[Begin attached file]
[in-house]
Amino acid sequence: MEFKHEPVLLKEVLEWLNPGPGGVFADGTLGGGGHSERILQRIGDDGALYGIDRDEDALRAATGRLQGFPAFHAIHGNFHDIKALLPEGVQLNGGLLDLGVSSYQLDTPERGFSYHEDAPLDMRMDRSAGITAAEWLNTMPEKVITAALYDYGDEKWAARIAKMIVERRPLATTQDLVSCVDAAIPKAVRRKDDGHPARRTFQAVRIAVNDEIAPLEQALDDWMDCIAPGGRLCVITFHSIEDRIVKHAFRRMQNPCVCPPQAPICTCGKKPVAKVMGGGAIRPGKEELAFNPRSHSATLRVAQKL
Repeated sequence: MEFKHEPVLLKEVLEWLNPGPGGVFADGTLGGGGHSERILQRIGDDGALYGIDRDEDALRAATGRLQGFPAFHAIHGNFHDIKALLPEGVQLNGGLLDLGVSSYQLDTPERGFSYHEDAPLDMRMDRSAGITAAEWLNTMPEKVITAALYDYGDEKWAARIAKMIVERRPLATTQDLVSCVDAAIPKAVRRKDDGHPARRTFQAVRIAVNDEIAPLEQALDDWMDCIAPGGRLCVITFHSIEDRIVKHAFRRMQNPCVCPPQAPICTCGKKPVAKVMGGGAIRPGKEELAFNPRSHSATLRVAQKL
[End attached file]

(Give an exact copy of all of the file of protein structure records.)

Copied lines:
[in-house]
Amino acid sequence: MEFKHEPVLLKEVLEWLNPGPGGVFADGTLGGGGHSERILQRIGDDGALYGIDRDEDALRAATGRLQGFPAFHAIHGNFHDIKALLPEGVQLNGGLLDLGVSSYQLDTPERGFSYHEDAPLDMRMDRSAGITAAEWLNTMPEKVITAALYDYGDEKWAARIAKMIVERRPLATTQDLVSCVDAAIPKAVRRKDDGHPARRTFQAVRIAVNDEIAPLEQALDDWMDCIAPGGRLCVITFHSIEDRIVKHAFRRMQNPCVCPPQAPICTCGKKPVAKVMGGGAIRPGKEELAFNPRSHSATLRVAQKL
Repeated sequence: MEFKHEPVLLKEVLEWLNPGPGGVFADGTLGGGGHSERILQRIGDDGALYGIDRDEDALRAATGRLQGFPAFHAIHGNFHDIKALLPEGVQLNGGLLDLGVSSYQLDTPERGFSYHEDAPLDMRMDRSAGITAAEWLNTMPEKVITAALYDYGDEKWAARIAKMIVERRPLATTQDLVSCVDAAIPKAVRRKDDGHPARRTFQAVRIAVNDEIAPLEQALDDWMDCIAPGGRLCVITFHSIEDRIVKHAFRRMQNPCVCPPQAPICTCGKKPVAKVMGGGAIRPGKEELAFNPRSHSATLRVAQKL